Ellen Hopkins is known for writing her novels in free verse poetry, and this is a fairly unique writing style in fiction, especially young adult. She does not set the pages up the in the same way every time, but the way the words are arranged changes with each new page. The pages that are formatted in the same way are the one-page dividers that are told from the secondary characters’ points-of-view. These pages are black with white type, creating a necessary contrast between them and the main storylines. The majority of the poetry is on one side of the page, with the exception of a few words from each stanza, which are shifted to the other side. These isolated words work with the main idea of the page, but also say something new. Here is an example told from Brianna (Harley’s best friend)’s point-of view:
While the poem says something in itself, the words along the side read, “A best friend / is / your voice, / when you / can’t find it,” giving the poem a double meaning (Hopkins 65). Another narrative choice Hopkins makes, is to portray dialogue in italics instead of quotation marks to show when another character is speaking to one of the three main characters. This was difficult to get used to but is the same technique that Hopkins uses in all of her novels. This is the second book of hers that I’ve read, and I once again really enjoyed reading her free verse poetry. It was a welcome change from the typical novel reading experience.
Tilt definitely fulfills the expectations of a young adult contemporary novel. It deals with “issues that are relevant to teens, including racism, pregnancy, divorce, substance abuse, family conflicts, and political injustice, young adult novels provide a roadmap of sorts for adolescents coping with these issues in real life” (Bean & Moni 638). Hopkins’ novel deals with the majority of these issues in detail, and readers are able to watch the characters and see the way they deal with their problems and decide whether they would make similar choices if they were in that situation. Alternately, it allows readers to relate to the characters and to use the novel possibly to help them cope with whatever they are dealing with in their own lives. This novel, like most in the young adult genre, also addresses “questions of character identity and values” (Bean & Moni 638). Mikayla, Shane, and Harley are all deciding on the kind of people they want to be, in their own ways, just like the author’s intended audience is. Hopkins uses her novels to make her readers ask themselves, ‘what would I have done in this situation’. I know that Tilt did this to me, and I’m sure that I’m not the only one who was inspired to ask myself some hard questions.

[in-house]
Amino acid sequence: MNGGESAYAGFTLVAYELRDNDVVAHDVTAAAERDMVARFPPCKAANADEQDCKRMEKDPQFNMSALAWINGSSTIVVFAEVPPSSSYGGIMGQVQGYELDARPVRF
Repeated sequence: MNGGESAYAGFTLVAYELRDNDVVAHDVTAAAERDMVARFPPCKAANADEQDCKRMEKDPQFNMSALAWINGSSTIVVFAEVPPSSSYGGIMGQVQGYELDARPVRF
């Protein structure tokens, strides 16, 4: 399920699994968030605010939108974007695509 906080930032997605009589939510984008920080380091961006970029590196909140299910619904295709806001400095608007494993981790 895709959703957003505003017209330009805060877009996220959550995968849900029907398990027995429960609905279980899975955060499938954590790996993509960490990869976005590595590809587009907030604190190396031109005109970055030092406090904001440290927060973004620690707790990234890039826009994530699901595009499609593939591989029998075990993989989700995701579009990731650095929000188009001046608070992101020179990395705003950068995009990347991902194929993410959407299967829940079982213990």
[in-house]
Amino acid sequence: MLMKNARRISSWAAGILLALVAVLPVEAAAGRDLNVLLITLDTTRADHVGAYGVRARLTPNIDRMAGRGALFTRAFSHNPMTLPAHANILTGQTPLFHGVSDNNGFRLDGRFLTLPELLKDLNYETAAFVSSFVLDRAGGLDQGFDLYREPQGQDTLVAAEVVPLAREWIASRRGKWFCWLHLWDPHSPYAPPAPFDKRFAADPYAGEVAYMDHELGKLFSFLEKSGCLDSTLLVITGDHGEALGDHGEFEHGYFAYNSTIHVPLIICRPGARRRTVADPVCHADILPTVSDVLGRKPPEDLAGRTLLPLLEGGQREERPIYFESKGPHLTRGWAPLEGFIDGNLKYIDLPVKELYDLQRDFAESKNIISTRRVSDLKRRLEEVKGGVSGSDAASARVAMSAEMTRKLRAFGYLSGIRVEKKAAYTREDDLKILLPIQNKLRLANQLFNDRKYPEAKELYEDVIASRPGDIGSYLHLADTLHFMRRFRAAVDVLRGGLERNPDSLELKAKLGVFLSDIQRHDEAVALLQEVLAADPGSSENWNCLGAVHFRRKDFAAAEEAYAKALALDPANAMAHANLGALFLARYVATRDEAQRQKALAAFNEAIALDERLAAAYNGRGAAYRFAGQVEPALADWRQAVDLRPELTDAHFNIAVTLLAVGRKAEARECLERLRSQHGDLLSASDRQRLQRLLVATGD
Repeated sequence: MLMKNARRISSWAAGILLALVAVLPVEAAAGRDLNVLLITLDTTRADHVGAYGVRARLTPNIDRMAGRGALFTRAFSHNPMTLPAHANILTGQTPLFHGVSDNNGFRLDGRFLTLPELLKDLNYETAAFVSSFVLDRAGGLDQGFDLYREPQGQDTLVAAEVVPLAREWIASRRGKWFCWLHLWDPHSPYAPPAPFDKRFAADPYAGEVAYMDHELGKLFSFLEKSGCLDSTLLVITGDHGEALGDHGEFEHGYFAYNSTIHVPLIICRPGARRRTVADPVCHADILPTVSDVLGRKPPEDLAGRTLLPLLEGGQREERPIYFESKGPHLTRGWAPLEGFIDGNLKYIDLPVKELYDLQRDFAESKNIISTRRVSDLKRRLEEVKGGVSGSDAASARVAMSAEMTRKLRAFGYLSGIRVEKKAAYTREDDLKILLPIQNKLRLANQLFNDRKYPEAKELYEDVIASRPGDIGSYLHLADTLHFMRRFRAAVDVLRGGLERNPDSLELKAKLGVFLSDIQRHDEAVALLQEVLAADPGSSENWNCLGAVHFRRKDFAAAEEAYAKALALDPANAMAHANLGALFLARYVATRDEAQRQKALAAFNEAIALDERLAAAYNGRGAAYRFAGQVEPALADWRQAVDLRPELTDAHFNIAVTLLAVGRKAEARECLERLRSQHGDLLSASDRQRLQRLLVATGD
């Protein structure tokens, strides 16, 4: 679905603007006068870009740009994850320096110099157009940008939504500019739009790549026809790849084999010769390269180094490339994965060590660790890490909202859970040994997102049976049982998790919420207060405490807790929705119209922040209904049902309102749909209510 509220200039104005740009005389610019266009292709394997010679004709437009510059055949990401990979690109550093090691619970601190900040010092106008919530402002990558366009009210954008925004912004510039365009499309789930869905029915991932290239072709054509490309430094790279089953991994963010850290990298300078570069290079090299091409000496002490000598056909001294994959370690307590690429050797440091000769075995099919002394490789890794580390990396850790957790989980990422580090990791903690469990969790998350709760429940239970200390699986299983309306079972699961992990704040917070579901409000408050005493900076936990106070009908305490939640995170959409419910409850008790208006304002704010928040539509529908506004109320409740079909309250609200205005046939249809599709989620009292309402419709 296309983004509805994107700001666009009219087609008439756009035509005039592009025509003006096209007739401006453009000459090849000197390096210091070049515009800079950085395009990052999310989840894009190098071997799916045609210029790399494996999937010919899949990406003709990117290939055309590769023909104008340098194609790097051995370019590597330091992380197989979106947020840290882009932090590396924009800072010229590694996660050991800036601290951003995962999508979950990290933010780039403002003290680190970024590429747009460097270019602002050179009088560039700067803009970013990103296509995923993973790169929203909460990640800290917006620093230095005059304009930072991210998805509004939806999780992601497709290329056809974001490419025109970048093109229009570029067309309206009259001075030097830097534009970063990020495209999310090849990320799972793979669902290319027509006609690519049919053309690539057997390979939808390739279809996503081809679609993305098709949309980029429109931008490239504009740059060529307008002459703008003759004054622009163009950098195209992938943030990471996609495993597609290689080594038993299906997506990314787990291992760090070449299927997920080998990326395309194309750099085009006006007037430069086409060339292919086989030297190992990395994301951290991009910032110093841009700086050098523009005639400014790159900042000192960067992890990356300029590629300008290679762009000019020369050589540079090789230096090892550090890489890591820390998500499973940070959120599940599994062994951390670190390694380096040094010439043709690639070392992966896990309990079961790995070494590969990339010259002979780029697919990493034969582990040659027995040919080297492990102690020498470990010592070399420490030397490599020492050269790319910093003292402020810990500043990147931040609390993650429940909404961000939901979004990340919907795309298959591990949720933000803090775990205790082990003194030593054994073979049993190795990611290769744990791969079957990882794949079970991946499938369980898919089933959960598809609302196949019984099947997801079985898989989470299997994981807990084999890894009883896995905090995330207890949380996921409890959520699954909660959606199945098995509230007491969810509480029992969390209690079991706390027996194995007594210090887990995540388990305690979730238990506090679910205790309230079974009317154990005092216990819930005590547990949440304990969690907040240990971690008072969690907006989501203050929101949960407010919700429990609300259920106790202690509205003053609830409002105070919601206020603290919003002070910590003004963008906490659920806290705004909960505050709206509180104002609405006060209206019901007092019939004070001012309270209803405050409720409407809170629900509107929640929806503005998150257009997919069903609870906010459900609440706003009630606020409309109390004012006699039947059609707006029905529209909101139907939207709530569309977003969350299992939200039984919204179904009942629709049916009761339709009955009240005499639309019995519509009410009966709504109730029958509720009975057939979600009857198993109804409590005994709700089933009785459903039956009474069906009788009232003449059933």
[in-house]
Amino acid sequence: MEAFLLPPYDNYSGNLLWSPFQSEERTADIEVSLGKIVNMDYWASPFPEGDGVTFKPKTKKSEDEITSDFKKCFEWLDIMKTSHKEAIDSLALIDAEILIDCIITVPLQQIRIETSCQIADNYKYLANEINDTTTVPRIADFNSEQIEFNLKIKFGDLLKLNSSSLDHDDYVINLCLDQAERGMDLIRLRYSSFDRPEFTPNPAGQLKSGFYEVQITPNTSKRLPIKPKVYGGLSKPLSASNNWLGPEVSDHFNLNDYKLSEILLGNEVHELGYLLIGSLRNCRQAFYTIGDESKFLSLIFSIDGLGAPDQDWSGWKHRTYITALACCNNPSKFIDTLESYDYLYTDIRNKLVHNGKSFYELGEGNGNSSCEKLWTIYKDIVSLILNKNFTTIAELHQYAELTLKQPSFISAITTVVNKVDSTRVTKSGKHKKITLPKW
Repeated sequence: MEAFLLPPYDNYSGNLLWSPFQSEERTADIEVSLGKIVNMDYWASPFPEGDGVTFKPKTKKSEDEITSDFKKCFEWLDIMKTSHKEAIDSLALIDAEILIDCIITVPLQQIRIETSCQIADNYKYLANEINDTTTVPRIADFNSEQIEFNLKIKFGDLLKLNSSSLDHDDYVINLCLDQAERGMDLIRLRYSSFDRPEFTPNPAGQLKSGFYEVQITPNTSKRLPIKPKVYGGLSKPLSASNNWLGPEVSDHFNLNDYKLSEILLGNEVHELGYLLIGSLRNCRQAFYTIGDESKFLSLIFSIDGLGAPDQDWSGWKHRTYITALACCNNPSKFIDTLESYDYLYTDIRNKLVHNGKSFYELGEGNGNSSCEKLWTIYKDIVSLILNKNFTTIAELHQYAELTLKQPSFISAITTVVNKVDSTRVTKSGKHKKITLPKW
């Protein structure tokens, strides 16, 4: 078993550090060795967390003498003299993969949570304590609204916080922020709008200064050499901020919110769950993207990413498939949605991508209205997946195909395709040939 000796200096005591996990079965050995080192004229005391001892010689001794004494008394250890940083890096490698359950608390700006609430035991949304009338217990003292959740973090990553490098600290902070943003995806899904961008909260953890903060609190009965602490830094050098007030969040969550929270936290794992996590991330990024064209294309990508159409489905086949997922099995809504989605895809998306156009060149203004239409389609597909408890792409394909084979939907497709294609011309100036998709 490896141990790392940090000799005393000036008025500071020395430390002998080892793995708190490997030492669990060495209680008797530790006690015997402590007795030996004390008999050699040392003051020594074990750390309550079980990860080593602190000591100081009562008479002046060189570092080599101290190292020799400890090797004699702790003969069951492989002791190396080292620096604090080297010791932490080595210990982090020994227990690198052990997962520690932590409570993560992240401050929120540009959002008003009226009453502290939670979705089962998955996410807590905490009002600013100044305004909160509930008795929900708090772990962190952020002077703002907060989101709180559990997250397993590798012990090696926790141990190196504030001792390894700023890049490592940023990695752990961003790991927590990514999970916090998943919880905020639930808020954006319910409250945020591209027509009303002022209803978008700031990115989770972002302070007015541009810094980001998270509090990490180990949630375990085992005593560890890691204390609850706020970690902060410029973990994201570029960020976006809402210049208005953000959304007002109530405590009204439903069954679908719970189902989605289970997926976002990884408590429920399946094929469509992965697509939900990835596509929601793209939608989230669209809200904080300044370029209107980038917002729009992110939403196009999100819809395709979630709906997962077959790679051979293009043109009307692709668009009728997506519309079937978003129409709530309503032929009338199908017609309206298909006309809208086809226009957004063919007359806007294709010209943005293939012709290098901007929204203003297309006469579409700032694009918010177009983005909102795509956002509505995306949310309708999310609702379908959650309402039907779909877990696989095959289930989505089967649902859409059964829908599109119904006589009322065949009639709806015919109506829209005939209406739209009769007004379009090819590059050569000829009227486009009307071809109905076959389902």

I would recommend this book to anyone looking for an emotional read. Tilt made me feel a lot of emotions and ask myself a lot of questions, which I think is a testament to Ellen Hopkins’ writing talent. This novel can be relatable to anyone, but especially to teenagers and young adults. I gave Tilt a 7 out of 10 because although I loved the free verse poetry and the emotional tone, I did find it to be predictable – with the exception of Mikayla’s story. As well, I was not happy with the way the book ended, for it did not feel finished at all. This book is not part of a series, it is a stand-alone novel with no expected sequel. With Mikayla’s plan for the adoption of her baby falling through, Shane’s (possibly accidental) suicide attempt, and Harley’s rape happening so close to the end of the book, I feel like there is more to know about the lives of these characters. While all three stories end on an optimistic note, we don’t know what is going to happen next, and I wish that the book hadn’t ended so close to what felt like the climax of each story. Nevertheless, I really enjoyed this novel and I absolutely flew through it. Hopefully, I will get the chance to read more of Ellen Hopkins in the future.
Bean, Thomas W., and Karen Moni. “Developing Students’ Critical Literacy: Exploring Identity Construction in Young Adult Fiction.” Journal of Adolescent & Adult Literacy, vol. 46, no. 8, 2003, pp. 638-648.
Hill, Beth. “Checklist for Editors.” The Editor’s Blog, 19 Aug. 2015, E.A. Hill, theeditorsblog.net/2011/06/07/checklist-for-editors. Accessed 3 Sept. 2016.
Hopkins, Ellen. Tilt. Margaret K. McElderry Books, 2012.